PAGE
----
Food waste in Canada cost $31 billion in 2014
Food waste from Canadian restaurants, grocery stores and households cost a total of $31 billion in 2014, up from $27 billion in 2010, according to a study published by Value Chain Management International (VCMI) on Thursday.
The report revealed that food waste is costing the average family in Canada about $86 per month, while between 5% to 11% of restaurants’ profits end up in land fills.
Food waste does not only cost the consumer, but businesses too. Reducing food waste makes good business sense, the authors explained.
Report co-author Dr. Martin V. Gooch said:
“We have to change the attitude and value our food more. We have to value where the food comes from. When an average household is wasting at least an average of $86 of food a month, that’s a lot of money we could put back in our pocket just at a household level.”
Food waste is the cause of enormous financial costs, because it never occurs in isolation. Water, energy, labor and other resources that are utilized when producing and distributing food are also wasted.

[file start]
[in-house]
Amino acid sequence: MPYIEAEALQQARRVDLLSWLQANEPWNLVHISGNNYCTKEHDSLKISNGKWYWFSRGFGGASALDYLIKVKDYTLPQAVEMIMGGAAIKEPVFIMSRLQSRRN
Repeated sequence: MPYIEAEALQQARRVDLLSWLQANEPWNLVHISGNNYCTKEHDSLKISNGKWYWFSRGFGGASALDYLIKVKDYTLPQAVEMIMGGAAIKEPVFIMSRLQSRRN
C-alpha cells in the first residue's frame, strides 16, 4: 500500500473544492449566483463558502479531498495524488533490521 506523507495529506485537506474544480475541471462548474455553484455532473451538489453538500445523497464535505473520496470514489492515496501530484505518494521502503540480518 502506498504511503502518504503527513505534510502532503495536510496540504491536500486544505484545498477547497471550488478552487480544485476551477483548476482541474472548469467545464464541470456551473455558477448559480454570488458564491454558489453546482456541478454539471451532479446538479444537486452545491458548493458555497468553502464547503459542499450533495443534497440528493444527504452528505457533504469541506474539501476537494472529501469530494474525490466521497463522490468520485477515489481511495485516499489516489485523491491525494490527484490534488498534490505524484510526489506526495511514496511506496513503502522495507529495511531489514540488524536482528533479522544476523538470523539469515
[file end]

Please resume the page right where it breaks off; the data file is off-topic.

Compared to VCMI’s 2010 assessment, the distribution percentage is relatively unchanged. (Source: Value Chain Management International)
According to the report “For businesses, the total cost of waste occurring along a *value chain can exceed the combined margins of the involved companies.”
* Value chain refers to every activity a company is involved in, from acquiring the raw materials, getting the finished product to the consumer, plus the after sales service – actions that add value.
Consumers and businesses suffer because of food waste
Avoidable food waste can raise the cost of food for consumers by 10% or more. No matter how careful we are at home, we all pay for the waste that occurs before we buy our food.
The grocery business has become highly competitive, all participants are experiencing squeezed margins. Few opportunities exist today to reduce operating costs by 15% to 20% and raise profitability to the equivalent of 5% to 11%. Addressing food waste can cut costs by those amounts, the report claims.
So why are businesses reluctant to change, despite these huge costs and potential benefits? One important obstacle, the authors say, is the adversarial relationship that exists in the food industry.
In the words of one food expert the authors quote:
“Consumers are busy picking off deals, while retailers and suppliers are busy picking off each other. This produces enormous amounts of food waste and is unsustainable.”
The authors put forward approaches that businesses could use to reduce waste and associated resources and improve margins, … and ultimately profits. “The greatest determinant of whether businesses grasp the potentially immense opportunities that undoubtedly exist is the attitudes of individual managers and employees,” they conclude.